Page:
13 Problems That Ed Tech Companies Could (and Should) Help Solve

What is one problem you would like to see an ed tech company solve and why?

The following answers are provided by the Young Entrepreneur Council (YEC) is an invite-only organization comprised of the world’s most promising young entrepreneurs. In partnership with Citi, YEC recently launched StartupCollective, a free virtual mentorship program that helps millions of entrepreneurs start and grow businesses.

Student with iPad
photo credit: flickingerbrad

1. Improving Teacher Quality

In current society, teachers rightfully have a very important and respected place. This respect and importance will make the necessary transition that is coming for hundreds of thousands of teachers of varying skill levels to online-based educations harder. These only require hundreds or thousands of teachers total. Ed tech companies that can help society go through that painful change will win.
Brennan White, Watchtower

2. Creating More Digital Textbooks

I’d like to see textbooks go completely digital so there is less waste and more accessibility. There are many roadblocks to making this happen successfully, but it certainly can be done with the right technology.
Dave Nevogt, Hubstaff.com

3. Replacing the Brick and Mortar University

There’s no doubt that the current cost of the traditional undergraduate education is unsustainable. The replacement simply has to be online — and I’m looking forward to high-quality, trusted brands emerging in the ed tech space to not only disrupt the classic education model but also improve it.
Derek Flanzraich, Greatist

4. Making Ed Tech Accessible

If we find the silver bullet in education using technology, the bigger problem will be how to access this technology. The infrastructure of most schools has not changed much over the past 20+ years. Broadband is not capable in most schools to handle the demand of wireless devices, and unused desktops lie dormant even today. We must work on the technology infrastructure in schools today.
Tim McHugh, Saddleback Educational

5. Learning Effectiveness

The problem is measuring student learning and outcomes. By harnessing technology, we can and should be producing more effective teaching outcomes. Carnegie Mellon University formed a blue-ribbon panel called the Simon Initative to try to address this problem, and we need to see more of this kind of thing.
Luke Skurman, Niche.com

6. Improving Individualized Education Plans

Students with special learning plans typically have IEPs. Managing those plans (and the resources necessary to put them into action) is a difficult process. Such students often can’t advocate for themselves easily, so building a system that reduces their need to do so is crucial to help them get a full education.
Thursday Bram, Hyper Modern Consulting

7. Calibrating for Learning Style

Ed tech companies often have difficulty levels but rarely focus on learning styles. Some users process and encode information better through artistic, spatial or analytical contexts. Focusing on one medium while ignoring the others can compromise the UX and learning curve. While coding multiple interfaces can be time intensive, this can lead to much greater customization and retention.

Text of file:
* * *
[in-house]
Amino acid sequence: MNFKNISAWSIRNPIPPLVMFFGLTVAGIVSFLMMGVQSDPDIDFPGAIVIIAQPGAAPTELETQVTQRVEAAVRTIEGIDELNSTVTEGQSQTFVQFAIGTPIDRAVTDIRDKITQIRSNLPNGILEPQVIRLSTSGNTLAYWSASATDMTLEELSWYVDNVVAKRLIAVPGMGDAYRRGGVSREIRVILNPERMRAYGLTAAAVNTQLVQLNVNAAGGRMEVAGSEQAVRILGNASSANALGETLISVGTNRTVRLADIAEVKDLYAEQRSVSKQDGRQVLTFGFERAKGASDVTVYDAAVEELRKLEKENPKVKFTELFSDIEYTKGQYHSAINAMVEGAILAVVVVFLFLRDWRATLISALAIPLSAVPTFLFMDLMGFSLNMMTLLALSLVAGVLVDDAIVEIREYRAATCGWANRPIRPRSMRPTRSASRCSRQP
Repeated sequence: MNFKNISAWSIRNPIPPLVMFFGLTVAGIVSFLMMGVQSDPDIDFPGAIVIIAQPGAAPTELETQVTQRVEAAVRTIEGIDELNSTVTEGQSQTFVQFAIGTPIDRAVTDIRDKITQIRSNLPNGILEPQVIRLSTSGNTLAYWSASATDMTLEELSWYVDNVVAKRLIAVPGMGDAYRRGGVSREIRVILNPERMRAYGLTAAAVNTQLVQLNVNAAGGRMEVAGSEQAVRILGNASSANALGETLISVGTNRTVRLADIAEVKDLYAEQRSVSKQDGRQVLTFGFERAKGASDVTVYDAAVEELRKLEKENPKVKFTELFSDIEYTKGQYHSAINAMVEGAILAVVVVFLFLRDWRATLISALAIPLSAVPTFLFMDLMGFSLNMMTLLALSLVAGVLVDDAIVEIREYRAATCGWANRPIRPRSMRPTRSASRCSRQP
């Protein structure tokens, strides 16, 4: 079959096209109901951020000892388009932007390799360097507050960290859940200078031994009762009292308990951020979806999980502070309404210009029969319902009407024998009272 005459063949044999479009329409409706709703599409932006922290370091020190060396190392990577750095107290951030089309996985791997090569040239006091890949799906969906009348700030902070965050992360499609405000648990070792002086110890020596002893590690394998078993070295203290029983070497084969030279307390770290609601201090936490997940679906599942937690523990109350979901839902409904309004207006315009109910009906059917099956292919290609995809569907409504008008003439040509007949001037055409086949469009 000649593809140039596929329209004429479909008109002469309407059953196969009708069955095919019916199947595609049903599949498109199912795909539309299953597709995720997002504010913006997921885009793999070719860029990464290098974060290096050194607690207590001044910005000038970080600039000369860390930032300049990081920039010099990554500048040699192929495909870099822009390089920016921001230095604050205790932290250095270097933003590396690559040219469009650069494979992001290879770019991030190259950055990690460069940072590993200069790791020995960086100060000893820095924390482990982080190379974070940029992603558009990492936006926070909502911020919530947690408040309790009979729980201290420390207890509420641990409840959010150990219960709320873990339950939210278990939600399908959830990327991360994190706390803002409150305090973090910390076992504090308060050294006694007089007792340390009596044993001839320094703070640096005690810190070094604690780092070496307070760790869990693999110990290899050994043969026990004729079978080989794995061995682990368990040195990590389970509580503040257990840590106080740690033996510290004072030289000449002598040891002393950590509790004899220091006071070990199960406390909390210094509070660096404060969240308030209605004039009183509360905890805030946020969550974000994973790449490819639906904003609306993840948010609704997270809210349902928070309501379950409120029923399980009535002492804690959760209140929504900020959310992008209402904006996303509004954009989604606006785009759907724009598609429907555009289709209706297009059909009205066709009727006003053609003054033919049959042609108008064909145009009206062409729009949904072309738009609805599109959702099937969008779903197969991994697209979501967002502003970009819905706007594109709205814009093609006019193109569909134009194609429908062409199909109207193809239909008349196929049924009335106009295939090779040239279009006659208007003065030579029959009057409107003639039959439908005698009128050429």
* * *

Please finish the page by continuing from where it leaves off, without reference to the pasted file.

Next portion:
Pablo Villalba, 8fit

8. Redefining Accreditation

There is no shortage of innovative ed tech companies looking to disrupt the higher-ed status quo, but unfortunately, we are still stuck in a world that places undue emphasis on the old paradigm of accreditation. We need a new way of thinking about accreditation — as the value of a degree decreases, the value of quantifiable expertise increases.
Kristian Andersen, KA+A

9. Promoting Out-of-Classrom Engagement

Too often innovation in the education space is focused on improving the in-classroom experience. Research shows that academic success is most closely correlated with out-of-classroom engagement. The explosion of mobile provides a huge opportunity to improve after-hours learning models and create more successful students.
Brewster Stanislaw, Inside Social

10. Making It Easier to Sell to School Districts

Getting effective new learning technologies into the classroom is blocked right now by the difficulty of selling to school districts. With most of the educational dollars in this country being spent via public money, any progress in making it easier to sell and onboard districts will mean more and better educational technology for everyone.
Miro Kazakoff, Testive

11. Recreating the Classroom Environment Online

Companies like Coursera have done a great job providing top-notch educational content for free, but nobody has tackled the problem of replacing the classroom. There is something to be said for the collaboration that only takes place within a classroom.
Josh Weiss, Bluegala

12. Defining the Path

I think one of the biggest challenges for students today is that the path to their dream career after college is fuzzy. There are so many ways to get there. I’d love to see a platform that helps connect the dots for students to understand what steps, courses, internships and experiences will help them land their dream career after graduation affordably and in a reasonable amount of time.
Sarah Schupp, UniversityParent

13. Engaging Teachers

One stakeholder that has a disproportionate impact on the entire education system is the teacher. Any product (tech or no tech) that can engage teachers and drive up their excitement or commitment can make a big dent. Teachers can then drive student engagement, outcomes and various other factors.
Ashish Rangnekar, BenchPrep